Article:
(KO to SL) Choose a print from the Printed Editions website that illustrates what you have been saying about jeopardy and chance. 

 SL: Technicolor II by Jim Dine (Robert Fontaine Gallery):

I love this print by Jim Dine. He goes in with an open mind as to what the result will be and runs with it – all of the things I like about printmaking. He’s also really technically astute even though it appears playful.


Photo of Jack printing
I didn’t know exactly what I wanted – but I knew I wanted a freshness of sorts: ‘bang–out it comes!’ – and he got that. – JK


(KO to JK): Tell us about your first printmaking experience:

JK: My first experience of printmaking was 25 years ago at art school. I remembered loving what was there – the inks, the presses, the smell – but my technical knowledge was lacking and I didn’t have a close relationship with the tutors so the results weren’t what I was hoping for. I was apprehensive about working with others as I’m used to being on my own in the studio.

When I started making these new etchings I thought – wow – I’m getting a one-to-one experience here. Simon was so generous with his time and not wanting to steer and I realized that I could tap into this amazing amount of knowledge. One of the best things he said was ‘if it’s not going to be good fun, there’s no point doing it’. I didn’t know exactly what I wanted – but I knew I wanted a freshness of sorts: ‘bang–out it comes!’ – and he got that.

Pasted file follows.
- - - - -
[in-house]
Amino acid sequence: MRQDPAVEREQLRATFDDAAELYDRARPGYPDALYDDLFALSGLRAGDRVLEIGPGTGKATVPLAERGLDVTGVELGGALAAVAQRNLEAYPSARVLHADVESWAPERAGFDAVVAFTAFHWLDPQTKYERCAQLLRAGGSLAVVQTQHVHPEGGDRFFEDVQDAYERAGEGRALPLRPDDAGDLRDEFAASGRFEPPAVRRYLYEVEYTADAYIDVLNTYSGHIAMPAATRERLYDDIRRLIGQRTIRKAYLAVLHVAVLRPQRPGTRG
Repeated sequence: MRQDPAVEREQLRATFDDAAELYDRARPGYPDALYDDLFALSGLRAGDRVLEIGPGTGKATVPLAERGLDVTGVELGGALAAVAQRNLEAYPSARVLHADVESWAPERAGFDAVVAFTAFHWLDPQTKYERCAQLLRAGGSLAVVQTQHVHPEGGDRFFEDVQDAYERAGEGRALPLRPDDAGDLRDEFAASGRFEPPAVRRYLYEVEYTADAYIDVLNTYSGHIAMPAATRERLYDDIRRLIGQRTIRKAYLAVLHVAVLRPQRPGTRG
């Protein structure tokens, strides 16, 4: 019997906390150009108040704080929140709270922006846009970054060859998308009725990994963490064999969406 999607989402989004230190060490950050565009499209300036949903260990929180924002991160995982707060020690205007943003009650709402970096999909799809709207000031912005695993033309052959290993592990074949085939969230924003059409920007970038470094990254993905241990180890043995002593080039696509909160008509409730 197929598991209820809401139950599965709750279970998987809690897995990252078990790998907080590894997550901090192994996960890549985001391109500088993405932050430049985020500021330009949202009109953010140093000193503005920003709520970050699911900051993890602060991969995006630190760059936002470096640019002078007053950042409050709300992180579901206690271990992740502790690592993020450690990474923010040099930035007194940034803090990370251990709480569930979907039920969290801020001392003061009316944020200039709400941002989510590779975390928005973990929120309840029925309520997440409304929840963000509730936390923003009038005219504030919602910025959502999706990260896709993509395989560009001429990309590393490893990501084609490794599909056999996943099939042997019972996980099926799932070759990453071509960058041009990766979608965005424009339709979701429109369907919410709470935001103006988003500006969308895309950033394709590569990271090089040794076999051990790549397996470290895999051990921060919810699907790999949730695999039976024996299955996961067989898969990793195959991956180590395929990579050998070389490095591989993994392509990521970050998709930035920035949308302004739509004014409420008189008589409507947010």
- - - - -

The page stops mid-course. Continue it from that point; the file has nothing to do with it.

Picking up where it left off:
(KO to JK): Has the experience of making prints now impacted upon your wider practice and the way you think about making work?

JK: Part of my work at the moment involves an element of chance – it’s a big part of my making process, being able to run with that. You want to be progressive as an artist otherwise you can get stuck in a rut – even making miniscule advances is good. It’s about doing things that I’m not so comfortable with.

In terms of being invited to make these prints, the timing was just amazing. I’d been working with oil on paper – the cocktail glasses and the palms – you get one go at those and you can’t make any adjustments because once the paint is on the paper it’s dry. The printmaking process felt similar and I got used to thinking about the endpoint of a piece and working backwards. Making prints has made me think about a different way of arriving at the finishing line.


(KO to JK) Choose a print from the Printed Edition site that you relates to what you’ve been saying and tell us why.

JK: Webster by Larry Rivers (Robert Fontaine Gallery)

I didn’t know that Larry Rivers had done any printing. I chose this print because you get an idea of a bit of graphic and a bit of text but it’s all smudged around. I just love that depth of the black – it’s wonderful. It made me realise that artists latch on to a motif and they go all over the place with it and it opens up new avenues of pushing their practice. Things come full circle – different parts of the practice all inform one other, in the end.


New etchings by Jack Kettlewell:


Hot Shot
Jack Kettlewell


Triple Mint
Jack Kettlewell


Simon Lawson is a printmaking tutor specialising in etching in the Royal Academy (RA) Schools and founder of Huguenot Editions. He has worked with numerous internationally renowned and emerging artists.

Jack Kettlewell is a London-based artist who makes both figurative and abstract work that investigates intrigue and beauty within the seemingly ordinary. Kettlewell has just produced his first etchings for Oliver Projects.

Katherine Oliver is a former curator at the Royal Academy of Arts who has recently founded Oliver Projects, a new initiative that promotes works on paper and prints with a special focus upon artists based in South London.